Law fairs: when, where and what? Find out when fairs are being held, where you can pick up a free copy of Chambers Student, and how to make the most of fairs.
Every autumn the Chambers Student research team travels to law careers fairs up and down the UK to hand out 1,000s of free copies of Chambers Student and answer your law careers questions. We attend as many fairs as possible – usually 35 to 40 – and at each one you'll find members of our research team ready with a free copy of Chambers Student for you and plenty of helpful careers advice.
Of course, things are looking a little different in 2020. With the covid-19 pandemic preventing large scale events, many employers have moved their events online. Virtual law fairs have obvious differences to in-person fairs, but the basic principle is the same: meeting employers and learning about the careers opportunities that are out there.
University law careers fairs are an invaluable opportunity to meet and talk to law firm recruiters and trainees. They are a prime chance for networking like no other: at least a dozen and maybe as many as 40 or 50 law firms will be literally setting out their stall to you.
Firms will be flashing the pearly whites and going out of their way to have a natter with you. To some degree they are trying to impress you, attempting to lure in the best applicants by opening up to students. At the same time you should be trying to impress them: not by wittering on about how brilliant you are, but by taking a considered interest in firms you have an eye on and asking intelligent questions. Below are some tips on what approach you should (and shouldn't) take to law careers fairs.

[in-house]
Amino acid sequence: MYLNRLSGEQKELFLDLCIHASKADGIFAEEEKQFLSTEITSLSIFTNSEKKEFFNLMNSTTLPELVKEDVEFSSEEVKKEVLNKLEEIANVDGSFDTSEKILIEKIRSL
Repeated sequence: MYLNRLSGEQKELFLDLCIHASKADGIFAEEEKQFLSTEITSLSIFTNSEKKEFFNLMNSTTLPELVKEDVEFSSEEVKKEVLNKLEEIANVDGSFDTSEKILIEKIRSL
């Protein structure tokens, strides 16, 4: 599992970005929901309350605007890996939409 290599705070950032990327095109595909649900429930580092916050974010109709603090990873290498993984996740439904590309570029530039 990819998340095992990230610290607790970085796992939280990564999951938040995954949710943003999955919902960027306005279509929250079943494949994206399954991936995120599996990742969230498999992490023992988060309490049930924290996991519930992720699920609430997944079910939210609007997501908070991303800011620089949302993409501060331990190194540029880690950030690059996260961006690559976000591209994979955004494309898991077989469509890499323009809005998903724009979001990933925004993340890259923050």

One final tip about law fairs: go! Do everything you can to make it to the event. Law fairs only happen once a year and offer an unparalleled opportunity for networking. If you are serious about a career in the law, then you may find you need to cancel any social, family or sporting commitments which clash with your uni's law fair.
We normally give out free copies of Chambers Student at fairs. While of course we won't be able to give you a book at a virtual fair (we're good but not that good), the whole guide is available for free on this website. We recommend you start here for the solicitors' profession or here for the Bar.
Law fair: What do you think is the best strategy?
Depending on which approach you take, you’ll get very different things out of your law fair experience. What sort of law fair attendee are you?
Strategy One: The magpie. You’re passive and blend into the crowd. The most you’ll get out of the day is a few pens, plastic bags and chocolate bars.
Strategy Two: The explorer. You have a rough idea where you want to work and which areas you’d like to specialise in. This is your chance to scout around, have a chat, and hone in on those firms that really take your fancy.
Strategy Three: The interrogator. You’ve done your research, and have pinpointed which firms you’re interested in. Now’s your chance to get the inside scoop on the things that matter to you. What pro bono work can trainees do? Are there any diversity initiatives at the firm? If you’re lucky, you might even make some contacts you can mention on the dreaded Application form.
We think we know which approach works best. Do you?